Parenting child with ODD using descriptive praise
Parenting a child with ODD (Oppositional Defiant Disorder) can be tiring and especially frustrating because of their tendency to challenge authority, purposely disobey, and intentionally annoy others. The symptoms of ODD can also carry over to other settings and authority figures, which make managing your defiant child even more difficult because teachers, church leaders, coaches, and other parents are also looking to you for discipline and help. Luckily, ODD is treatable and much can be done at home to decrease negative behaviors.
Why is descriptive praise important to improve Oppositional Defiant Disorder?
Praise is one of the most effective tools to begin shaping your ODD child’s behaviors. It may go against your natural reaction to start giving an ODD child praise when most of the behaviors you observe are negative, but praise is essential to turn their behaviors around. Children with Oppositional Defiant Disorder often display their defiant behaviors to get a reaction, so as a parent, you need to start showing them that positive behavior is how they will get a reaction, rather than through negative behavior. Having firm boundaries and giving consequences when you observe negative behavior is necessary, but more attention should be given for their positive behaviors. Smarter Parenting suggests that you give 4 praise
statements for every 1 correction to be most effective.
There are several ways to start incorporating more praise into your home. Reward charts and jars are a great tool to remind you to praise your child. Include your child in making a reward system and have them choose a reasonable reward to work towards. The ultimate reward must mean more to them than the satisfaction they get from disobedience. Because of this
it may take time to adjust the reward system and find what works for them. You can also set-up reminders for yourself to increase the amount of times you praise in a day. You can do this by setting a timer that goes off every 30 minutes and finding a behavior to praise each time it goes off, or you can place sticky notes in various places around the house and praise your child each time you find a sticky note.
Learn the behavior skill of Effective Praise.
Praise must be descriptive to be effective
To be the most effective in managing oppositional defiant disorder you must give descriptive praise. You can’t just say “good job” and be done giving praise. You must go further and describe the exact behavior you observed to fully reinforce the behavior. Even though it may seem obvious to you what you are praising, it may not be to the child. Describing the specific behavior will help them know exactly what you expect and what to do in the future to receive praise again.
What to praise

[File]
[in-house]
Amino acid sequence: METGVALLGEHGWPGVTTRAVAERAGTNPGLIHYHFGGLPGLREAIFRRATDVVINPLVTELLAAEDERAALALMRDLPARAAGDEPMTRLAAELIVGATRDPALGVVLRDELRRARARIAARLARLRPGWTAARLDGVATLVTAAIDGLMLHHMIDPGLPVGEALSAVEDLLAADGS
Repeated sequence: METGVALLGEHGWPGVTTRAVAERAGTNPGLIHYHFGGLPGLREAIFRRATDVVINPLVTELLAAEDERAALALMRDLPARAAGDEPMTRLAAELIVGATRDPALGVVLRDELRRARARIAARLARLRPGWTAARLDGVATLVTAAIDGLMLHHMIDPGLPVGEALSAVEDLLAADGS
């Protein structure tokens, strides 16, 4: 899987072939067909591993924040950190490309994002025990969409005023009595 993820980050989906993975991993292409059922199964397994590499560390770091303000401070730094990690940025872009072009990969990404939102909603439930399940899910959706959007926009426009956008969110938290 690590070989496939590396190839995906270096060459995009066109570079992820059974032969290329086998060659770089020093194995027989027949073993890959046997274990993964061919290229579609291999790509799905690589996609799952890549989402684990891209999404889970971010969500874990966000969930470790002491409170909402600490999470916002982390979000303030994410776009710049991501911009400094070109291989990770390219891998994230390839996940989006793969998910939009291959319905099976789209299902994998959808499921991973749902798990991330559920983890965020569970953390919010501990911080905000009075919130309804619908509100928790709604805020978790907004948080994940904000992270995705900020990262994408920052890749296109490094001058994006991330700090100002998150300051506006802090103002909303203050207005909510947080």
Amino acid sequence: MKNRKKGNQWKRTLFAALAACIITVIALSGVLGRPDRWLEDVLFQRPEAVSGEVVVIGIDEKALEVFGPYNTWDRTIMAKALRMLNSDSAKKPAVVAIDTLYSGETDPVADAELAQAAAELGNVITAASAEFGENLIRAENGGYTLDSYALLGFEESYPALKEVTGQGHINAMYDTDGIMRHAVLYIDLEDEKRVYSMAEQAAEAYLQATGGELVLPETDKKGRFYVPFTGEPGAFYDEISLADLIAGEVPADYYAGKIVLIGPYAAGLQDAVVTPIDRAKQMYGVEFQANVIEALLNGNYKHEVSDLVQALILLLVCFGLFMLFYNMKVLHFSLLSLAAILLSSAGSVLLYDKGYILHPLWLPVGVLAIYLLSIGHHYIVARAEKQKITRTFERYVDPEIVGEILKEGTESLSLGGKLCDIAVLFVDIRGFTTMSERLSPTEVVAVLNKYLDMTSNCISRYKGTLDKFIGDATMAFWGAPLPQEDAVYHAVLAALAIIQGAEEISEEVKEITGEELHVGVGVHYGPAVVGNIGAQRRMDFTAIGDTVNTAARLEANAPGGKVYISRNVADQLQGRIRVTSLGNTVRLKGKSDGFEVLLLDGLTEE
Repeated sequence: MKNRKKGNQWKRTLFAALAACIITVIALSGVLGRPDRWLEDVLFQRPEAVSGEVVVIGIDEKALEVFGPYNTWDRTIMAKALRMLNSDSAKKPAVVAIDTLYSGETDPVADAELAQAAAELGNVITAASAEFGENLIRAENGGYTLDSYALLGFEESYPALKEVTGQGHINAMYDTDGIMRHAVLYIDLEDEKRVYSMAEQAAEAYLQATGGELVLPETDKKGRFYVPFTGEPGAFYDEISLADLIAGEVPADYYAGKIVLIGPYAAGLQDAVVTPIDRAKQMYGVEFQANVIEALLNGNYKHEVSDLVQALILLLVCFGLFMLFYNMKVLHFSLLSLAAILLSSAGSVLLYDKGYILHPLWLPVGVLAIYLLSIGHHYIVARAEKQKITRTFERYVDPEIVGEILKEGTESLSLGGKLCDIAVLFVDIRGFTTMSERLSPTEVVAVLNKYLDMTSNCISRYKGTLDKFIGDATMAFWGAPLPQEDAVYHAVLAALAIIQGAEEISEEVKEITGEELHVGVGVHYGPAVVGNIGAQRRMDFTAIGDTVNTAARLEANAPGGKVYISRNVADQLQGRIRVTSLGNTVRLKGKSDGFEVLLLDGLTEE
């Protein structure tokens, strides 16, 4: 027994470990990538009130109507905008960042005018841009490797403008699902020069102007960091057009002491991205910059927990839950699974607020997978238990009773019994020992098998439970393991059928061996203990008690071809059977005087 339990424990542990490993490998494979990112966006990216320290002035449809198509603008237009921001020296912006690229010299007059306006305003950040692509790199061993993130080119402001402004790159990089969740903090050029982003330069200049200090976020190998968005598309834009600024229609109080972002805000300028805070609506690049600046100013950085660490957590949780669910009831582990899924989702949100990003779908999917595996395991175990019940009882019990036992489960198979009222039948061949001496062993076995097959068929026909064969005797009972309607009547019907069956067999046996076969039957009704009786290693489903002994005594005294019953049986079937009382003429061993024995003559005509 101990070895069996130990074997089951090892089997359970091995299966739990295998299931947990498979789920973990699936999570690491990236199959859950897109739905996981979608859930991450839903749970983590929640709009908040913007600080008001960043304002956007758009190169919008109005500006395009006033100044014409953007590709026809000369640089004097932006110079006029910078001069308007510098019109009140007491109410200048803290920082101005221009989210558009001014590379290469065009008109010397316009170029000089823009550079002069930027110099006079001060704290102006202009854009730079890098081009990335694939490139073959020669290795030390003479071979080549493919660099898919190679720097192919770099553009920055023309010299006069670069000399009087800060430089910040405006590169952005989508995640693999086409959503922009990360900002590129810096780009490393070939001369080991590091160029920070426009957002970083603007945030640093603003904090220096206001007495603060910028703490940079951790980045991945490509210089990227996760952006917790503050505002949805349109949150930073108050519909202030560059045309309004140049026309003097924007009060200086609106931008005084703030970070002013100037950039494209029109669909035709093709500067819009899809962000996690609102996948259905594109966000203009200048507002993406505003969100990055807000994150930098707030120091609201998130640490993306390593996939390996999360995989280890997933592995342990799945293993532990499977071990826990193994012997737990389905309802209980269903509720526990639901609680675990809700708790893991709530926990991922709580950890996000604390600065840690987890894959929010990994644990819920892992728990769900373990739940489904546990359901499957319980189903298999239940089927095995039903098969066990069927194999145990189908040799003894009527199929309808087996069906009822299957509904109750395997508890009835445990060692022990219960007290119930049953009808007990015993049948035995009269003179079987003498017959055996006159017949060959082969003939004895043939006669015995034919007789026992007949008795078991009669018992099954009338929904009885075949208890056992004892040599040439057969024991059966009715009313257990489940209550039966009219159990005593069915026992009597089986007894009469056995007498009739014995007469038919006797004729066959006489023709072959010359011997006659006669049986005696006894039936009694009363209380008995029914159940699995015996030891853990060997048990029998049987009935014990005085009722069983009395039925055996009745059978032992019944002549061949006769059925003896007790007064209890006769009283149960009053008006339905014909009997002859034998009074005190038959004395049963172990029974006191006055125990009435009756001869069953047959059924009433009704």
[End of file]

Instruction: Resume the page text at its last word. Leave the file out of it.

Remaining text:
- Positive behaviors your child is already doing that you take for granted. There are probably many behaviors your child is already doing well, but you don’t notice because it has become a normal part of your home. Start increasing praise by acknowledging what your child is already doing well.
- Improvements, no matter how small. Don’t wait for you child to master a behavior before you begin praising them. For example, if they normally yell at you and refuse to obey when you give them an instruction, but this time they yell, yet still complete the instruction, ignore the negative behavior of yelling and praise them for following through with the instruction. The other negative behaviors can be shaped over time, but genuinely praise them for the improvements they make.
- Effort to use a new skill they have learned. As your child learns new skills to change their ODD behavior it is important to support their progress through giving praise. Your child will be more motivated to continue improving and implementing if they receive descriptive encouragement along the way.
The skill of Effective Praise
Smarter Parenting’s skill of Effective Praise is another helpful tool to guide you to praise a child and make your praise most effective. It includes 4 steps:
- Show your approval/Find a positive behavior.
- Describe the positive behavior.
- Give a meaningful reason.
- Give a reward.
Besides increasing positive behaviors, using descriptive praise is a great way of building self esteem in children. The more behaviorally specific praise they receive the more they will see what they are capable of and desire to work harder to achieve greater goals. As their self esteem improves then the need to disobey and annoy others will decrease and they will be able to build more positive relationships with peers and adults. It may take awhile before praising becomes natural, but start small, and praising frequently will soon be a simple addition to your parenting toolbox.